“When you have money, you get justice”: Power and disadvantage in accessing formal and informal justice in Haiti

Session Number: 2244
Track: Crime and Justice
Session Type: Poster
Tags: Gender-based violence, Justice Sector Reform, power
First Author or Discussion Group Leader: Roseanne Schuster, Arizona State University [Director of Monitoring, Learning, and Evaluation; Global Impact Collaboratory - Arizona State University]
Time: Oct 31, 2018 (06:30 PM - 08:00 PM)
Room: Poster 68

Other Authors: Christelle Safi, Roseanne Schuster, Peggy Ochandarena, Alexandra Brewis
Audience Level: All Audiences

Session Abstract (150 words):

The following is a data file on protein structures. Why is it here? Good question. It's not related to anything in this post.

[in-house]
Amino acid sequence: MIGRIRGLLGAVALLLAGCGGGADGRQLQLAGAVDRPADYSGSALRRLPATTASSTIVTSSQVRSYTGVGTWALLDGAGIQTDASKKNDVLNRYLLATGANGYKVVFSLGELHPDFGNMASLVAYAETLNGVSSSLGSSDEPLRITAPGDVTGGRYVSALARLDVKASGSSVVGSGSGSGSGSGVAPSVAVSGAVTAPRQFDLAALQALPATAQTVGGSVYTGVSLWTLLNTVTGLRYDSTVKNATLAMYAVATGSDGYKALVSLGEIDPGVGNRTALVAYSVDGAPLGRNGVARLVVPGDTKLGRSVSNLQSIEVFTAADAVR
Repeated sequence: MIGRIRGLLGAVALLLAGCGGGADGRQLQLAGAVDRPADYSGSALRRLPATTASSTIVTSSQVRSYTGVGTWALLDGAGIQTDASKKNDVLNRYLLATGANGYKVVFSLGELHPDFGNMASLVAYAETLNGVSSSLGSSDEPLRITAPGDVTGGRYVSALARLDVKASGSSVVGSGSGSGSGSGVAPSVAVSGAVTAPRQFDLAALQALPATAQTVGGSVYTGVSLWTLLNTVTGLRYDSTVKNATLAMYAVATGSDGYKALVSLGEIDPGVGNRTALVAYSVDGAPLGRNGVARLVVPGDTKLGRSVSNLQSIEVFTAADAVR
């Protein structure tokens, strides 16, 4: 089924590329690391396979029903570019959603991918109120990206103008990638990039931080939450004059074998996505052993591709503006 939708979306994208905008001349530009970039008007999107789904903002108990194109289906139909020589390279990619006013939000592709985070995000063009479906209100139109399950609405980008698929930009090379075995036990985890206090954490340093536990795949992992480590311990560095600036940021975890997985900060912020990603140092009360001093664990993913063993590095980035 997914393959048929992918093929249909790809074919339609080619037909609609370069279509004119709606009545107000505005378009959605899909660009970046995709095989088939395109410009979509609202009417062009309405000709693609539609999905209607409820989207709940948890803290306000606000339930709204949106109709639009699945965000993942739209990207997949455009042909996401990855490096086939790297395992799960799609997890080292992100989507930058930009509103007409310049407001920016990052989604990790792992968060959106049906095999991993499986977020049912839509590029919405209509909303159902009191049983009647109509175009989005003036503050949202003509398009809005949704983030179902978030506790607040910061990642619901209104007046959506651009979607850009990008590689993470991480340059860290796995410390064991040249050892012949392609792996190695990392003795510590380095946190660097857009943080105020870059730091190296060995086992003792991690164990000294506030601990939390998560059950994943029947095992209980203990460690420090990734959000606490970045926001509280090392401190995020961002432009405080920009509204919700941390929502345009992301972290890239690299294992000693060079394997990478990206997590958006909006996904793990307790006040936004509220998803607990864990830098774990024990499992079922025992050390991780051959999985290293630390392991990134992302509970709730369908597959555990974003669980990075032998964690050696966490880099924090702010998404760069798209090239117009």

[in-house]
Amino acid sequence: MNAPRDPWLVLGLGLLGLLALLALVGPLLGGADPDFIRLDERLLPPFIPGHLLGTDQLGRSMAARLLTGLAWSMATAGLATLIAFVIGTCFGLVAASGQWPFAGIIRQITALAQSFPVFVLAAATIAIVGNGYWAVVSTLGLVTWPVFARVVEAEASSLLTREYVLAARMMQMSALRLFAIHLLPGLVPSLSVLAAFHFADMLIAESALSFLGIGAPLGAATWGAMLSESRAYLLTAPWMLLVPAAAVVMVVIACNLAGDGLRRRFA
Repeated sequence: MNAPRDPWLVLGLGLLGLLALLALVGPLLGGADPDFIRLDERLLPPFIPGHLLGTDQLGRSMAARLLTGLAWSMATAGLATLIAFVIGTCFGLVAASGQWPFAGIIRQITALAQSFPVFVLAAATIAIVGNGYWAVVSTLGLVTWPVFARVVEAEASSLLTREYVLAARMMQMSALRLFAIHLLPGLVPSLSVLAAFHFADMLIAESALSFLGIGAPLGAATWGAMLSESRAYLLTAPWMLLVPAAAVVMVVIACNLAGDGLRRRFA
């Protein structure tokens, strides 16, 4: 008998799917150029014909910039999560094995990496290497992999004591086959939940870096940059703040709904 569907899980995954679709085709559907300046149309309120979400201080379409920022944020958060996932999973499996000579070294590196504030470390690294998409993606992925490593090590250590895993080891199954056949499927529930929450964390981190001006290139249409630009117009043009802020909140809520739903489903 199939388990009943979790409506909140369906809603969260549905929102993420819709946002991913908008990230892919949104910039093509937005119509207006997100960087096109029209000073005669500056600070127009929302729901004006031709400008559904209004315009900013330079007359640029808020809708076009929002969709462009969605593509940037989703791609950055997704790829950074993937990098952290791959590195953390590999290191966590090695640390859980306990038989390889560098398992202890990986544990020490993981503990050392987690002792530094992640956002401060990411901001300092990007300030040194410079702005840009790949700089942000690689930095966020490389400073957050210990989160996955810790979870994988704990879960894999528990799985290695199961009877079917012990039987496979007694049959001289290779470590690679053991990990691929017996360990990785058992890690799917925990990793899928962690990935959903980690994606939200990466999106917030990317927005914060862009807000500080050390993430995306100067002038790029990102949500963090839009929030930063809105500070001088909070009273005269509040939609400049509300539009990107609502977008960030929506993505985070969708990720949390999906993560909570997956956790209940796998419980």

Justice system reform in Haiti seeks to reduce corruption and build public trust. Prior to reform activities, a formative evaluation was conducted to characterize how individuals in three judicially underserved communities resolve conflicts. The evaluation used randomly sampled household surveys (n=4,055), cultural consensus surveys (n=810), in-depth interviews (n=48), and focus groups (n=24) to triangulate justice resolution mechanisms. Few respondents accessed the formal justice system to address conflicts (0-18% by community). Wealth and status were the cost of entry and factor in obtaining favorable resolutions in the formal justice system. Women who experienced rape and other forms of gender-based violence commonly sought informal justice and were treated differently based on marital status. The mixed methods data – including the high proportion of non-responses to cultural consensus items on gang activity - demonstrated the authority of gangs as an informal justice mechanism. This evaluation identified the existence of parallel justice systems accessed differentially depending on individual’s “power”.